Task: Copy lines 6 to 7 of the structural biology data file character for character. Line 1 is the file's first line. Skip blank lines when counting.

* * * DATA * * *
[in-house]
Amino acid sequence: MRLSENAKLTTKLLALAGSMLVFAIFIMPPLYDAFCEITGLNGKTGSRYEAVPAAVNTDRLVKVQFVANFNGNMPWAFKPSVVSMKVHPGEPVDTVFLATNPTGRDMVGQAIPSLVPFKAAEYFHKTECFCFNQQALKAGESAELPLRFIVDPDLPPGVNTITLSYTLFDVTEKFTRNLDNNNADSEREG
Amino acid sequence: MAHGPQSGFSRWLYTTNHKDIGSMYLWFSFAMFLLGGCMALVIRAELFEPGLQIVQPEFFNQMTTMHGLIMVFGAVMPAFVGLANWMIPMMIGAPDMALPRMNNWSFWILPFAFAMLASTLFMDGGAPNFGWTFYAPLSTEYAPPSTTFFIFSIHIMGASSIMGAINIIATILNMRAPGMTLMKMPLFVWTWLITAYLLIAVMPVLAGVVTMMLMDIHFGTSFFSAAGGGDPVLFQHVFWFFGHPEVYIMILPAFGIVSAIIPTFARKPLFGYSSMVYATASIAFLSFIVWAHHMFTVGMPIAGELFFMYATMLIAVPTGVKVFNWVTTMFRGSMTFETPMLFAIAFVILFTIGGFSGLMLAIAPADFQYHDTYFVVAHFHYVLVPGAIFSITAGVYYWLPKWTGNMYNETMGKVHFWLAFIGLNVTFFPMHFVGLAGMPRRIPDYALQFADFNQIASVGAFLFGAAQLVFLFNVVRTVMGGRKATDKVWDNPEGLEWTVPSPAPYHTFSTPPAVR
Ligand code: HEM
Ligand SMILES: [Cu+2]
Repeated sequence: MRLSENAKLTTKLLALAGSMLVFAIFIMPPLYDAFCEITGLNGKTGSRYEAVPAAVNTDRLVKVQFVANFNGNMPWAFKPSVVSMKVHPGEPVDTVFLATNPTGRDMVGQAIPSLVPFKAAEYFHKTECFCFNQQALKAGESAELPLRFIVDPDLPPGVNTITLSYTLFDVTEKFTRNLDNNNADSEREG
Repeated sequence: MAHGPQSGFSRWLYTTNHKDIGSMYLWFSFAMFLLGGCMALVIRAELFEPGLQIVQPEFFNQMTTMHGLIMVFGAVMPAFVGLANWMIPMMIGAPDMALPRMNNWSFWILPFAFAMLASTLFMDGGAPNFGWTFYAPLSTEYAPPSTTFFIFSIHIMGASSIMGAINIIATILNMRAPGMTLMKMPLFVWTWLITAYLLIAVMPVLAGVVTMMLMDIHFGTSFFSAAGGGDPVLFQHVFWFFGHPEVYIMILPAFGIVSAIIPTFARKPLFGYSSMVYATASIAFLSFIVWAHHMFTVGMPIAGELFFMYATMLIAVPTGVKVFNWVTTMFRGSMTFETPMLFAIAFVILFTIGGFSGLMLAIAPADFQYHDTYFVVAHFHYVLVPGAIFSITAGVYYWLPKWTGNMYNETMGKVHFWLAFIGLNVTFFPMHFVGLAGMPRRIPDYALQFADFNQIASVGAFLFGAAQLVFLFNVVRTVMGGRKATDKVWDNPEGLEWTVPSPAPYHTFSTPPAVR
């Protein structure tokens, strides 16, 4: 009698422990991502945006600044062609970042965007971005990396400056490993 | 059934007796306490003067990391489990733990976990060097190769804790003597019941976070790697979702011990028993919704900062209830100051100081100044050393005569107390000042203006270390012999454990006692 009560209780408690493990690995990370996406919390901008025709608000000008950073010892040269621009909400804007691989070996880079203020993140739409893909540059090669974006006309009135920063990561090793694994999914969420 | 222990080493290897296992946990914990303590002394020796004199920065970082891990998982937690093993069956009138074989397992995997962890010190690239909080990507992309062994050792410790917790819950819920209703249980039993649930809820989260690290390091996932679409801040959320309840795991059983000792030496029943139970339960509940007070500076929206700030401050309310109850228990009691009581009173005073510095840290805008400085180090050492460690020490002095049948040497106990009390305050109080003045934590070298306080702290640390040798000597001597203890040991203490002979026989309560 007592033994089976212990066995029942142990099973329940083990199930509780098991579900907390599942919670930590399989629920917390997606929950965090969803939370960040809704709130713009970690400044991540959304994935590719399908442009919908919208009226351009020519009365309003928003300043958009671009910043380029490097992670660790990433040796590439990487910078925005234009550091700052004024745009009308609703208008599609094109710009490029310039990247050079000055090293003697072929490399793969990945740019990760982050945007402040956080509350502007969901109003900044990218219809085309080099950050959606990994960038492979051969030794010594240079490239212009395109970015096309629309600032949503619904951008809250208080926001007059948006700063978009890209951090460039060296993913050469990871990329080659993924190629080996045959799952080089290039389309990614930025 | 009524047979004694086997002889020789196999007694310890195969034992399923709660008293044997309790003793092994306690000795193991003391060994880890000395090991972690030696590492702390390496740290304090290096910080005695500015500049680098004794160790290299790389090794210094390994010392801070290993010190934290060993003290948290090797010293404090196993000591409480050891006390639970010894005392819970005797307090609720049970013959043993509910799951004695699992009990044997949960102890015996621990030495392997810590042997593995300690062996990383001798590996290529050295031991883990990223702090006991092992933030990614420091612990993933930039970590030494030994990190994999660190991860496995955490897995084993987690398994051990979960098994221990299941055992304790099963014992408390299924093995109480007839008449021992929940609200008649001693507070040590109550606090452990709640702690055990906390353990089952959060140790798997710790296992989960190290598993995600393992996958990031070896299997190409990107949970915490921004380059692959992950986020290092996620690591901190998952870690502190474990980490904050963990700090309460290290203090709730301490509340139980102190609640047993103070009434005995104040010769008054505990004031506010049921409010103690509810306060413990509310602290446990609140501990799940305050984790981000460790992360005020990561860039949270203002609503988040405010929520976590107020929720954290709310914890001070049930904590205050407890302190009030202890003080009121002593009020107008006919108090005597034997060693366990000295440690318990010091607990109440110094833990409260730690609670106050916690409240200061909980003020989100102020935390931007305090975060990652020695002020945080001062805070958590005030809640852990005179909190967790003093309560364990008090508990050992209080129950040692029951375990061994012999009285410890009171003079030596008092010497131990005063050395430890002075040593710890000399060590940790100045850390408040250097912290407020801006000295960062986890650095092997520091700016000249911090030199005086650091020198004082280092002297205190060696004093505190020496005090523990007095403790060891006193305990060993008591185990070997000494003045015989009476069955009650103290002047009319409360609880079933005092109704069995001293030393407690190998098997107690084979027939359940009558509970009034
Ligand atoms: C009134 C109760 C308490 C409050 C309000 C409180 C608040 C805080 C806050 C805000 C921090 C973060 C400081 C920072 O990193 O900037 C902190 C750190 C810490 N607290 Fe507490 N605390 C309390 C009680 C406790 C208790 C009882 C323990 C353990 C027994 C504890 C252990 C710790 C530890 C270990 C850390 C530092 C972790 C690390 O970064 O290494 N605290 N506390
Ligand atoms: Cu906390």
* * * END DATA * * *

Repeated sequence: MRLSENAKLTTKLLALAGSMLVFAIFIMPPLYDAFCEITGLNGKTGSRYEAVPAAVNTDRLVKVQFVANFNGNMPWAFKPSVVSMKVHPGEPVDTVFLATNPTGRDMVGQAIPSLVPFKAAEYFHKTECFCFNQQALKAGESAELPLRFIVDPDLPPGVNTITLSYTLFDVTEKFTRNLDNNNADSEREG
Repeated sequence: MAHGPQSGFSRWLYTTNHKDIGSMYLWFSFAMFLLGGCMALVIRAELFEPGLQIVQPEFFNQMTTMHGLIMVFGAVMPAFVGLANWMIPMMIGAPDMALPRMNNWSFWILPFAFAMLASTLFMDGGAPNFGWTFYAPLSTEYAPPSTTFFIFSIHIMGASSIMGAINIIATILNMRAPGMTLMKMPLFVWTWLITAYLLIAVMPVLAGVVTMMLMDIHFGTSFFSAAGGGDPVLFQHVFWFFGHPEVYIMILPAFGIVSAIIPTFARKPLFGYSSMVYATASIAFLSFIVWAHHMFTVGMPIAGELFFMYATMLIAVPTGVKVFNWVTTMFRGSMTFETPMLFAIAFVILFTIGGFSGLMLAIAPADFQYHDTYFVVAHFHYVLVPGAIFSITAGVYYWLPKWTGNMYNETMGKVHFWLAFIGLNVTFFPMHFVGLAGMPRRIPDYALQFADFNQIASVGAFLFGAAQLVFLFNVVRTVMGGRKATDKVWDNPEGLEWTVPSPAPYHTFSTPPAVR